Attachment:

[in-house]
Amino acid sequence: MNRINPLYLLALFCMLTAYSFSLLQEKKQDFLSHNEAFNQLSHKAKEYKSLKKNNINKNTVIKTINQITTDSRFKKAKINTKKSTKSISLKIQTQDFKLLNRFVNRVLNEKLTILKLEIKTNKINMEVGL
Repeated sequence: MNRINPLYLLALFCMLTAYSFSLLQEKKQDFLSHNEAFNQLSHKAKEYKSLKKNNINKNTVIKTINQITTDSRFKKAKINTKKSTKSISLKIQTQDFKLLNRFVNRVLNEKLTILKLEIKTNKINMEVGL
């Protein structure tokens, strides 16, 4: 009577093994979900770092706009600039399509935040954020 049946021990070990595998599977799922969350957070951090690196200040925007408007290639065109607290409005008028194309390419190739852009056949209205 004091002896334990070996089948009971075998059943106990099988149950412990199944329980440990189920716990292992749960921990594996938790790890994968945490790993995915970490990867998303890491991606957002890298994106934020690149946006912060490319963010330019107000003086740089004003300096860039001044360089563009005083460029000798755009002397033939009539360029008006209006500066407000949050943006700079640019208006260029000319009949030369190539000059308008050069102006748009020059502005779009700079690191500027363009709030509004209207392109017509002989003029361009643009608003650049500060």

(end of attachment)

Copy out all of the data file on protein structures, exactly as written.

[in-house]
Amino acid sequence: MNRINPLYLLALFCMLTAYSFSLLQEKKQDFLSHNEAFNQLSHKAKEYKSLKKNNINKNTVIKTINQITTDSRFKKAKINTKKSTKSISLKIQTQDFKLLNRFVNRVLNEKLTILKLEIKTNKINMEVGL
Repeated sequence: MNRINPLYLLALFCMLTAYSFSLLQEKKQDFLSHNEAFNQLSHKAKEYKSLKKNNINKNTVIKTINQITTDSRFKKAKINTKKSTKSISLKIQTQDFKLLNRFVNRVLNEKLTILKLEIKTNKINMEVGL
């Protein structure tokens, strides 16, 4: 009577093994979900770092706009600039399509935040954020 049946021990070990595998599977799922969350957070951090690196200040925007408007290639065109607290409005008028194309390419190739852009056949209205 004091002896334990070996089948009971075998059943106990099988149950412990199944329980440990189920716990292992749960921990594996938790790890994968945490790993995915970490990867998303890491991606957002890298994106934020690149946006912060490319963010330019107000003086740089004003300096860039001044360089563009005083460029000798755009002397033939009539360029008006209006500066407000949050943006700079640019208006260029000319009949030369190539000059308008050069102006748009020059502005779009700079690191500027363009709030509004209207392109017509002989003029361009643009608003650049500060």